Fragile Beauty In Fragile Dreams, Part 2

In the first part of this article I discussed some elements of Japanese aesthetic philosophy regarding loss and impermanence, and how the world of Fragile Dreams forms a critique of contemporary capitalism. I continue my analysis here with an examination of the protagonist’s own relationship to these issues.


Learning to Love Life: Seto


If Fragile Dreams uses its envi­ron­ments to cel­e­brate Japanese aes­thet­ics, then it uses Seto, the pro­tag­o­nist, to com­pli­cate them. His char­ac­ter arc echoes the Confucian idea of cul­ti­vat­ing an ideal self that’s implic­it in Japanese aes­thet­ics, by depict­ing his strug­gles to accept the loss and death he faces. It all begins with the death of the old man who took care of Seto. He digs the man a shal­low grave, but not because of any ill feel­ings on his part. While he never learned the old man’s name, the two spent years togeth­er, and as he wan­ders their empty home, Seto can eas­i­ly recall the time they shared togeth­er. In fact, we can infer that the old man per­son­al­ly taught Seto to read Japanese, judg­ing by the ease with which he reads Tokyo’s many posters and graf­fi­ti. The old man even men­tions in his death let­ter that the two didn’t know each only because “[he] didn’t open his heart up to [Seto] more” (tri-Crescendo). In addi­tion, Seto clos­es the scene by express­ing his imme­di­ate con­cern: that he is “truly alone in the world” (tri-Crescendo). These words imply that Seto val­ued the old man’s pres­ence, as it helped abate his fears of being alone.

This also hints at the true rea­son why Seto can only bury a shal­low grave: the emo­tion­al dif­fi­cul­ty in embrac­ing this loss as a nat­ur­al part of life. Seto is aware of the grav­i­ty of his sit­u­a­tion: not only has the only per­son he’s ever known died, but so has his cur­rent way of life, as he will have to leave the obser­va­to­ry in search of some­thing else. He might even be think­ing about his own mor­tal­i­ty; the watery light pat­tern that plays over his nar­ra­tion is the same that plays dur­ing a game over (i.e. when Seto dies). Yet Seto can­not find beau­ty in life’s tran­sient nature. This isn’t meant to sug­gest that he should find joy in the old man’s death. Rather, he’s so pre-occupied on his loss that he’s unable to draw a con­nec­tion between the imper­ma­nence of life and its being val­ued in the first place.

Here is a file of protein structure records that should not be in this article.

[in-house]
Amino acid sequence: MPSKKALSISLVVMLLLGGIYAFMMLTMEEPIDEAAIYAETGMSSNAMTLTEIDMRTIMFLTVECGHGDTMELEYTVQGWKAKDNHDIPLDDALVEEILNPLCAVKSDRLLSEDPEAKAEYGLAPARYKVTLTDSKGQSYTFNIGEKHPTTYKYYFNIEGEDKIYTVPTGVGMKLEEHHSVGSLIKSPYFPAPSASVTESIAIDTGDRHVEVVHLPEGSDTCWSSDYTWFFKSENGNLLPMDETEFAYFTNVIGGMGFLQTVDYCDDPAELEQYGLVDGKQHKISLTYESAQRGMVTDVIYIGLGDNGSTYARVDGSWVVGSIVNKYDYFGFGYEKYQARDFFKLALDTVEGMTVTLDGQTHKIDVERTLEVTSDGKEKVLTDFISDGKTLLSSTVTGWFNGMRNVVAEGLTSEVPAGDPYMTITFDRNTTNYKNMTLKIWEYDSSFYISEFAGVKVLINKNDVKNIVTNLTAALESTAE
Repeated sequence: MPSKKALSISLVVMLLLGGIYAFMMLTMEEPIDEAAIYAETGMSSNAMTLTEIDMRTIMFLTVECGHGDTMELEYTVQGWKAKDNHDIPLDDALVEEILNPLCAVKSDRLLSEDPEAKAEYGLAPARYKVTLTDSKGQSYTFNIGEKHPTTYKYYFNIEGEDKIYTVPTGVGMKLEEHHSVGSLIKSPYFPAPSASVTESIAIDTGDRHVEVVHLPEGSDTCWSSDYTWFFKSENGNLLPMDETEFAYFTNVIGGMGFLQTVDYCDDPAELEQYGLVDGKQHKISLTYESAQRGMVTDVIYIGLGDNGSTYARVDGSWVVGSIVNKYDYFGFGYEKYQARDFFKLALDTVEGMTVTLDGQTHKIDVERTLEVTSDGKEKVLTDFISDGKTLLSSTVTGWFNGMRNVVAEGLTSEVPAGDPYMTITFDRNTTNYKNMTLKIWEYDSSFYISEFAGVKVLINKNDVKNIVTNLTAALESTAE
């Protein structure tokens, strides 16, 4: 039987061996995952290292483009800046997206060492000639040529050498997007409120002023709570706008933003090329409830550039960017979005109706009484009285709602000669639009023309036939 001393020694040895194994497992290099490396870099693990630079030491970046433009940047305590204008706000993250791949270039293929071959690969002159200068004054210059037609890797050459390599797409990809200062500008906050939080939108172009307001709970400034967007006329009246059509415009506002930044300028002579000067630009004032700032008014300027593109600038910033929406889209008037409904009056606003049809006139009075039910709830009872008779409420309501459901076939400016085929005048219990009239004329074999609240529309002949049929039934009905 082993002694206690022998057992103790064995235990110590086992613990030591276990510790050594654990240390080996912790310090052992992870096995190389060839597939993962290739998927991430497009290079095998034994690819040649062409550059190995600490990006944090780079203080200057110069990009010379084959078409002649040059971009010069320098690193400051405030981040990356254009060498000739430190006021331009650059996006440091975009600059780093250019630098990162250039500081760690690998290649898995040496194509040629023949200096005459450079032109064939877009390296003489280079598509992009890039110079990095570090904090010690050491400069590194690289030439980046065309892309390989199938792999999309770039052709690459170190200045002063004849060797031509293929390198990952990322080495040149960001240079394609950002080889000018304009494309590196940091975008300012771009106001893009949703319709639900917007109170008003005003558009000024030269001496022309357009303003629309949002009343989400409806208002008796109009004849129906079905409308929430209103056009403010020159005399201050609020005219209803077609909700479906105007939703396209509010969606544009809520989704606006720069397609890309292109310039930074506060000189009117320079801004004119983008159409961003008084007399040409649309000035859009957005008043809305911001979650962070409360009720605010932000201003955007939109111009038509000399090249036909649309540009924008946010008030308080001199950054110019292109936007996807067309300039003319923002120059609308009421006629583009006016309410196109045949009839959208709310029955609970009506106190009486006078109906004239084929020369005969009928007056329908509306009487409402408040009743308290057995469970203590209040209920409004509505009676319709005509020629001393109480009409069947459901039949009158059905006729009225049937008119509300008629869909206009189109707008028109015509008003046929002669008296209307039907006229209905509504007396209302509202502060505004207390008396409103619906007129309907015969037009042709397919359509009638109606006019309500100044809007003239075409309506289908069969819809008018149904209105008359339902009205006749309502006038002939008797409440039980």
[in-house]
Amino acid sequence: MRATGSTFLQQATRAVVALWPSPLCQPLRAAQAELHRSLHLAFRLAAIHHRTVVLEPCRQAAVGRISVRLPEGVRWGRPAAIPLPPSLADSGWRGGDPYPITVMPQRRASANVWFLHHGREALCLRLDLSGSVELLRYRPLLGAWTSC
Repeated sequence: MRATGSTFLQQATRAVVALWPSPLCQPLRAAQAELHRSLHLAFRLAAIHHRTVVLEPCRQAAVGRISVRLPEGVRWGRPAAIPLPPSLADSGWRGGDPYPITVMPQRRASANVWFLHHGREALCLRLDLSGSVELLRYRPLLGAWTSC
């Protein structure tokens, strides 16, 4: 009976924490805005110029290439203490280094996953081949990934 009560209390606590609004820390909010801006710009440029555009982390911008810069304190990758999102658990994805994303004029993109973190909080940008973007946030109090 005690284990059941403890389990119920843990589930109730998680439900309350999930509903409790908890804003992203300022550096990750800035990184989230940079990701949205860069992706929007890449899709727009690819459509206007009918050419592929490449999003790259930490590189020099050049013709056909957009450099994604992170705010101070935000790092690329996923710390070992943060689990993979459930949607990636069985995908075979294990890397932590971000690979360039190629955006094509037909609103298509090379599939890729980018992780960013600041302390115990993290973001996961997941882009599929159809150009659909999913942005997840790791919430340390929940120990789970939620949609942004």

Any men­tions of imper­ma­nence at this point in the story reveal Seto’s neg­a­tive thoughts on the mat­ter. For exam­ple, he opens the game with the words “At the end of a sum­mer that was all too short” (tri-Crescendo). On one level, these words indi­cate his wish­es that the sum­mer had last­ed longer. Yet on anoth­er, they con­note loss. This is a con­sis­tent theme through­out Seto’s open­ing nar­ra­tion, imply­ing that he can only per­ceive change and pass­ing on painful terms. We might also draw con­nec­tions between the youth­ful con­no­ta­tions of sum­mer, Seto’s ado­les­cence, and the death of his care­tak­er.

His youth is impor­tant to remem­ber, because it con­trasts him against Japanese thinkers who have espoused aes­thet­ics. Figures like Mizuta Masahide were expe­ri­enced poets who had spent years study­ing Buddhist prin­ci­ples. Seto is only fif­teen years old, and his edu­ca­tion was infor­mal. Thus, it shouldn’t sur­prise us to learn that he denies the loss he has suf­fered. Writing on the nature of the imper­ma­nent, Buddhist priest Yoshida Kenkō com­ments, “How is it pos­si­ble for men not to rejoice each day over the plea­sure of being alive? Foolish men, for­get­ting this plea­sure, labo­ri­ous­ly seek oth­ers” (Parkes). This is the exact action Seto takes, as after read­ing the old man’s death let­ter, he decides to leave the obser­va­to­ry in search of sur­vivors.